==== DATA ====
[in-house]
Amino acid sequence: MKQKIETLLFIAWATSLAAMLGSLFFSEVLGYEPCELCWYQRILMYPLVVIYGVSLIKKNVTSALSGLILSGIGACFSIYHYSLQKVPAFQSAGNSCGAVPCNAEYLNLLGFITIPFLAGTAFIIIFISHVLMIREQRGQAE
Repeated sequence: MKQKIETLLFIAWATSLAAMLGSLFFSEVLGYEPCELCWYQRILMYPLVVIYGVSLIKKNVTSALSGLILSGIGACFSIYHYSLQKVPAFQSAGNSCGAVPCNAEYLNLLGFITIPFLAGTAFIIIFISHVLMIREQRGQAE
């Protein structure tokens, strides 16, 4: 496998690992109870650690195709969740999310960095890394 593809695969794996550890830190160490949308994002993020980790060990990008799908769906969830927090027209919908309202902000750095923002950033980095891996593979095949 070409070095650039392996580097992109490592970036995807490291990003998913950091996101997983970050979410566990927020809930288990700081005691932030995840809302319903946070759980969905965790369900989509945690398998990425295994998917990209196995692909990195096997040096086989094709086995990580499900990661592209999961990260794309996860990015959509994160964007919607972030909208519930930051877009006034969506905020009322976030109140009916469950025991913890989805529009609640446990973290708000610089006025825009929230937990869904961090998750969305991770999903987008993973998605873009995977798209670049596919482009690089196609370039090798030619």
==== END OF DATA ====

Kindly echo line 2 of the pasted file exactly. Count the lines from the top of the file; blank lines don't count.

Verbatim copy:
Amino acid sequence: MKQKIETLLFIAWATSLAAMLGSLFFSEVLGYEPCELCWYQRILMYPLVVIYGVSLIKKNVTSALSGLILSGIGACFSIYHYSLQKVPAFQSAGNSCGAVPCNAEYLNLLGFITIPFLAGTAFIIIFISHVLMIREQRGQAE